Biography: “Material Strength” is an academic field to predict the strength of actual structures from test specimens. In this sense, Nao-Aki Noda and his group analyzed the stress concentration factors (SCFs) for notched test specimens and proposed the accurate SCF formulas in their papers and books “Theory of Fatigue Notch Strength Useful for Machine Design”. The formulas provide SCFs under arbitrary dimension of the notch including blunt and sharp notches and shallow and deep notches in the specimens. Regarding this achievement, he received JSMS Academic Contribution Award from Japan Soc, Material Science. To improve the durability of automobile bodies, zinc-coated steel sheets are used in large quantities. They are produced through continuous galvanizing lines (CGLs) in steel manufacturing industries. In a molten zinc bath in CGLs, stainless steel rolls are used under 480 degrees although corrosion and abrasion appear on the roll surface in a few weeks causing the deterioration of quality of plating. Considering those situations, all ceramics rolls were developed as an academic-industrial collaboration METI-funded project. In this project, Kyutech group studied the strength of shrink-fitted joint structure in the ceramic roll under mechanical and thermal loading. Since only small shrink-fitted ratio can be applied due to the ceramic brittleness, they clarified a new failure of the coming out of the shaft. Regarding this achievement, Nao-Aki Noda received and JSDE Best Paper Award from Japan Society for Design Engineering. Regarding the development of all ceramic roll, the academic-industrial collaboration group received Sokeizai Industry Technology award from Materials Process Technology Center Japan.
Nao-Aki Noda also studied several other joints. For example, bolt-nut connections can be regarded as the most important fastening elements. He has investigated special bolt-nut connections to improve both fatigue strength and anti-loosening with low cost. Supported by an academic-industrial collaboration METI-funded project, the group received Japan Society for Technology of Plasticity JSTP Best Paper Award. Since several Kyutech PhD students contribute to developing special bolt-nut connections, Nao-Aki Noda’s group received JSTP Education Award. Similar to bolt-nut connections, adhesively-bonded joints are also widely used. He found that most of the adhesive strength can be expressed as a constant value of ISSF, which is the intensity of the singular stress field. He clarified the ISSF under pull out test and microbond test used to estimate fiber bonded strength in fiber reinforced composites. He received JCOM Award for Scientific Papers from Japan Society of Materials Science for this achievement and JSME Materials & Mechanics Contribution Division Award from JSME for those academic-industrial collaborations. He lectured Mechanics of material for undergraduate course and Theory of Elasticity for graduated. He supervised more than 28 PhD students including 18 international students most of whom are supported by MEXT as well as more than 30 international master students most of whom are working in Japanese companies. He invited more than 25 international researchers to Kyushu Institute of Technology for collaboration. For contributing to the development of excellent international students and foreign researchers, he received the Commendation of Consulate-General of China in Fukuoka.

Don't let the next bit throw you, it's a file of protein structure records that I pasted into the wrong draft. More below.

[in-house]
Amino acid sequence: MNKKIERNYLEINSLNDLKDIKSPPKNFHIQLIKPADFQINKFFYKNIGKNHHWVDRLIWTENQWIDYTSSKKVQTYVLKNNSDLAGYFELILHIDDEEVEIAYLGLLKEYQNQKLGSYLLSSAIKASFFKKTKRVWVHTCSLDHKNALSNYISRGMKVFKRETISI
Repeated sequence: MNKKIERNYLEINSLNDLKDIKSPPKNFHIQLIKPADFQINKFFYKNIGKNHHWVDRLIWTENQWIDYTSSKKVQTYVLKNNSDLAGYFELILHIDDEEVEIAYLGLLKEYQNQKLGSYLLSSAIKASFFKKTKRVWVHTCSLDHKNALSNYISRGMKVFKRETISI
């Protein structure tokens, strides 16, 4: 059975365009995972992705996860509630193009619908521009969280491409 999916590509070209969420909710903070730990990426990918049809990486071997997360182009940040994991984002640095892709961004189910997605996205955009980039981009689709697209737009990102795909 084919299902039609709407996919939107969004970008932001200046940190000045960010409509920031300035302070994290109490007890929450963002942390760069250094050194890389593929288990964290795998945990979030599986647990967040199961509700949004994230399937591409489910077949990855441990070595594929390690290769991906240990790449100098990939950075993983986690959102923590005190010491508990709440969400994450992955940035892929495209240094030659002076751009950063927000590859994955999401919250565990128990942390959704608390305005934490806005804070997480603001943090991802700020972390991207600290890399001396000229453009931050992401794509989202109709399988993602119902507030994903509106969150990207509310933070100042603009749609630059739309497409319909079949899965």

Prof. Man-Soo JounGyeongsang National University, South Korea
Speech Title: Flow Stress Characterization of Materials for Cold Forming: A Review
Abstract: Flow stress in cold bulk metal forming has been getting more and more important because of the advances in finite element simulation techniques. It is not simple, compared to hot bulk metal forming, because of the problem at the large strain of over 2.0. It is coupled with strain rate and temperature as well as strain, even though their effects are neglected in most cases for practical application to common cases. However, the problem gets serious when we are interested in the engineering for cold working of difficult-to-form or high strength materials. In this paper, we emphasize the importance of accurate description of flow behaviors at the room temperature in terms of strain, damage, strain rate and temperature for preventing the failure cases occurring especially in cold forging . Then, we conduct literature survey covering the experimental and numerical ways [2, 3, 5] of describing the flow stress and coupling it with strain rate and temperature. An advancement direction is proposed to enhance the practicability.
1. J. G. Eom, Y. H. Son, S. W. Jeong, S. T. Ahn, S. M. Jang, D. J. Yoon, M. S. Joun, 2014, Effect of strain hardening capability on plastic deformation behaviors of material during metal forming, Mater. Design., V. 54, 1010-1018.
2. Joun MS, Eom JG, Lee MC. 2008, A new method of acquiring true stress-strain curves over a large range of strains using a tensile test and finite element method. Mech Mater. V. 40, pp. 586-593.
3. Eom JG, Chung WJ, Joun MS. 2014, Comparison of rigid-plastic and elastoplastic finite element predictions of a tensile test of cylindrical specimens. Key Eng Mater, V. 622-623, pp. 611–616.
4. M. S. Kim, B. J. Gu, S. M Hong, Determination of post-necking stress-strain relationship for zirconium low-oxidation based on actual cross-section measurements by DIC, J. Mech. Sci. Tech., V. 34, pp. 4211-4217.
Biography: Dr. ManSoo Joun is a Professor of Gyeongsang National University (GNU) in South Korea. He graduated from Seoul National University for his bachelor degree, from Korea Advanced Institute of Science and Technology (KAIST) for his master degree, and from Pohang University of Science and Technology (POSTECH) for his Ph.D. degree. His Ph.D. thesis topic was the optimal die shape design in extrusion or drawing, which is the first application example of finite-element based optimal design of die-shape or process conditions in bulk metal forming. After his Ph.D., he has developed and commercialized a general-purpose metal forming simulator called AFDEX, which is competitive in terms of solution accuracy and user-friendliness as an Altair APA software. He has constructed international cooperative network based on the AFDEX, involving ALTAIR (USA/Global), JSOL(Japan), BRIMET(China), ARAI/DHIO(India), MARii/UiTM(Malaysia), UNAM(Mexico), etc. and has organized MFCAE (Metal Forming CAE) for 23 years and GISPAM (GNU International Summer Program of AFDEX for the State of Mexico) for 6 years. He had been in charge of Technology Innovation Center (TIC) of GNU for 18 years, which is the only TIC specialized at metal forming and powder forging in South Korea.